It seems to me amazing that I'm the only one who wants this capability. Every time I've looked on my computer (apropos) or anywhere else (Internet), I've never found a convenient mechanism. I now have a mechanism (see next section), but this is really a plea for help. Can anyone suggest something a little more elegant than what I've come up with?

2-Cent Tip

Here is the best method I could come up with for extracting one page, or several contiguous pages, from a PDF into a separate PDF:

	gs -dSAFER -sDEVICE=pdfwrite -dNOPAUSE -dBATCH \
		-dFirstPage=3 -dLastPage=4 \
		-sOutputFile=PeterAndBarbara.pdf Tickets.pdf

Basically this command says to extract pages 3 and 4 from Tickets.pdf and put them into PeterAndBarbara.pdf. The first line consists mainly of window dressing.

If you want to extract each page as a separate PDF file (not a bad idea), here's a script:

#! /bin/sh
#       pdfsplit.sh - extract each page of a PDF into a separate file

        myname=`basename $0`

Usage () {
        cat <<EOF
Usage: $myname file

where   file    is the PDF to split

Output goes to /tmp/page_n.pdf

Die () {
        echo $myname: $*

        [ $# -eq 1 ] || Usage

        pages=`pdfinfo $1 | grep Pages | awk '{print $2}'`
        [ "$pages" = '' ] && Die "No pages found. Perhaps $1 is not a pdf."
        [ "$pages" -eq 1 ] && Die "Only 1 page in $1. Nothing to do."

        while [ $jj -le $pages ]
                gs -dSAFER -sDEVICE=pdfwrite -dNOPAUSE -dBATCH \
                        -dFirstPage=$jj -dLastPage=$jj \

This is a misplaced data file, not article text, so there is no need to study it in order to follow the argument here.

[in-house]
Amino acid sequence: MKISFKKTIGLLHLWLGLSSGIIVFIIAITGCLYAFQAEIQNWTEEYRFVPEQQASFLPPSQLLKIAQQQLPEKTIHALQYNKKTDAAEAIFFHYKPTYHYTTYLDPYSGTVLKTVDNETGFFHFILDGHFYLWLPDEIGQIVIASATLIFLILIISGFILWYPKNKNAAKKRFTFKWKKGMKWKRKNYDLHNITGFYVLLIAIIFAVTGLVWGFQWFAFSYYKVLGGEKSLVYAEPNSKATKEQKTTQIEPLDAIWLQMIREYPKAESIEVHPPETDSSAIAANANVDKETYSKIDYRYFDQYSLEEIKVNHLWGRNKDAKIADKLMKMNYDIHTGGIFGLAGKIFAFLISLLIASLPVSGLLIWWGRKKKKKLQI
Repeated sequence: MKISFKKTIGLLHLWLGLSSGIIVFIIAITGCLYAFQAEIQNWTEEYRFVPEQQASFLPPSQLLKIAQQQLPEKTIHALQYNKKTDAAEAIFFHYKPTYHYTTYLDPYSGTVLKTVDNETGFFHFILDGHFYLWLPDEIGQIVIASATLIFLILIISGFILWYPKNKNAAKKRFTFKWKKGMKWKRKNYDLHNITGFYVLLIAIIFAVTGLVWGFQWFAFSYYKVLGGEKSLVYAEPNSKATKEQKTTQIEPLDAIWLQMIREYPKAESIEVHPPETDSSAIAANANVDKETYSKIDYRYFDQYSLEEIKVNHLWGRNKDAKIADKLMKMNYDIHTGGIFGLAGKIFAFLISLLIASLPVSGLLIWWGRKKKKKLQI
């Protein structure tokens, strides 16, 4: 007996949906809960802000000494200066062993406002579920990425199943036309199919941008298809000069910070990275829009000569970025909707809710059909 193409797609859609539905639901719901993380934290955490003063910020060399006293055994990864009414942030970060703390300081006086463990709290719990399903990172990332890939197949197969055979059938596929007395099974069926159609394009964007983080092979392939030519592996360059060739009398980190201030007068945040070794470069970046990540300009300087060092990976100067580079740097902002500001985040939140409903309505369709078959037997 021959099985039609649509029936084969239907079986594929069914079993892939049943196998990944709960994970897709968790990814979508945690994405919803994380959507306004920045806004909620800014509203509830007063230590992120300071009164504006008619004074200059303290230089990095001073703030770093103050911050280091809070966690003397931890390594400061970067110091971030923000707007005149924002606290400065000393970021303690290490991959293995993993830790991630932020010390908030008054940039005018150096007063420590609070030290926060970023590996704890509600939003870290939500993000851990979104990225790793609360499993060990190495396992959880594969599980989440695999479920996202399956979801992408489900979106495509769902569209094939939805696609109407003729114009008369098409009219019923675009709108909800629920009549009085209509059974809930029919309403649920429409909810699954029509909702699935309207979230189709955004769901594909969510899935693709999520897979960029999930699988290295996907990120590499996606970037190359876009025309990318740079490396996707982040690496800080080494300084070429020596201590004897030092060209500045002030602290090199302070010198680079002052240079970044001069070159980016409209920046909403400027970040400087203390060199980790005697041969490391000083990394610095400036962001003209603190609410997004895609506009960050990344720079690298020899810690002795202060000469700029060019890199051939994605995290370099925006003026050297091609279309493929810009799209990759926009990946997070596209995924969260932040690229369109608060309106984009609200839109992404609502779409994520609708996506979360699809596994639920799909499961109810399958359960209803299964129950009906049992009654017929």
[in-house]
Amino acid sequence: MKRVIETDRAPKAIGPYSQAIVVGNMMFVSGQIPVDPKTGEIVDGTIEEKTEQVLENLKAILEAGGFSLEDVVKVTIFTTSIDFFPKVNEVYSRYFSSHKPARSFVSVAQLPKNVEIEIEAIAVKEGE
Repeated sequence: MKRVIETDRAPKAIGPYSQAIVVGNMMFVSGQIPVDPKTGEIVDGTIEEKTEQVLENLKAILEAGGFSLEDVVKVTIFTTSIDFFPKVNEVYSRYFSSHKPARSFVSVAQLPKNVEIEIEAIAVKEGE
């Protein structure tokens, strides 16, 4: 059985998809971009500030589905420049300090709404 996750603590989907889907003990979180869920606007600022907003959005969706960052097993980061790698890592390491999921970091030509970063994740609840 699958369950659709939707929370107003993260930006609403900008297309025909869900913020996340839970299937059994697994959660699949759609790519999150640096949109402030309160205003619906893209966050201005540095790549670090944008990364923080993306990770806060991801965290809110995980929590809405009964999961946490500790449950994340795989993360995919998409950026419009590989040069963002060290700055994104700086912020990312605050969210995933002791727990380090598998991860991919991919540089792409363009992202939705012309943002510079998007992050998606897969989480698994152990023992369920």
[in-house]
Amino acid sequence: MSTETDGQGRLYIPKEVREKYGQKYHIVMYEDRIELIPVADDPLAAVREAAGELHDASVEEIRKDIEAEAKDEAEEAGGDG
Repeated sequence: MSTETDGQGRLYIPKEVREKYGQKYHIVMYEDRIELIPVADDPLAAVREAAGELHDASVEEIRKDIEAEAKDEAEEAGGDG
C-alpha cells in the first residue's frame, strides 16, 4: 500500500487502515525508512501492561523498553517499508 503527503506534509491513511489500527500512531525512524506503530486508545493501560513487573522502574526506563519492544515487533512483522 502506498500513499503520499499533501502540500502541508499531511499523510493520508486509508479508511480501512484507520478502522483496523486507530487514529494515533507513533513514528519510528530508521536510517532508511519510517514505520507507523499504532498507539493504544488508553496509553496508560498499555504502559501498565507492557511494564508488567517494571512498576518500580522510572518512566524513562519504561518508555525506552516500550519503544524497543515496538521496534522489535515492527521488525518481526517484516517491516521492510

-sOutputFile=/tmp/page_$jj.pdf $1
                jj=`expr $jj + 1`


You can look at gs(1) for a limited amount of help. For more useful help, do this:

	gs -h

and look at the second last line. Mine says:

	For more information, see /usr/share/ghostscript/8.15/doc/Use.htm.

I've probably broken my system, because it is actually in /usr/share/doc/ghostscript-8.15/Use.htm. Another system refers correctly to /usr/local/share/ghostscript/8.64/doc/Use.htm.

You can use your usual browser or you can use:

	lynx /usr/share/doc/ghostscript-8.15/Use.htm

See also pdfinfo(1). Here's an example of its output:

pdfinfo Tickets.pdf
Producer:       Acrobat Distiller 7.0.5 (Windows)
CreationDate:   Tue Mar 16 04:21:58 2010
ModDate:        Tue Mar 16 04:21:58 2010
Tagged:         no
Pages:          4
Encrypted:      yes (print:yes copy:yes change:no addNotes:no)
Page size:      595 x 842 pts (A4)
File size:      1290313 bytes
Optimized:      no
PDF version:    1.4


Talkback: Discuss this article with The Answer Gang


Henry has spent his days working with computers, mostly for computer manufacturers or software developers. His early computer experience includes relics such as punch cards, paper tape and mag tape. It is his darkest secret that he has been paid to do the sorts of things he would have paid money to be allowed to do. Just don't tell any of his employers.

He has used Linux as his personal home desktop since the family got its first PC in 1996. Back then, when the family shared the one PC, it was a dual-boot Windows/Slackware setup. Now that each member has his/her own computer, Henry somehow survives in a purely Linux world.

He lives in a suburb of Melbourne, Australia.

Copyright © 2010, Henry Grebler. Released under the Open Publication License unless otherwise noted in the body of the article. Linux Gazette is not produced, sponsored, or endorsed by its prior host, SSC, Inc.

Published in Issue 180 of Linux Gazette, November 2010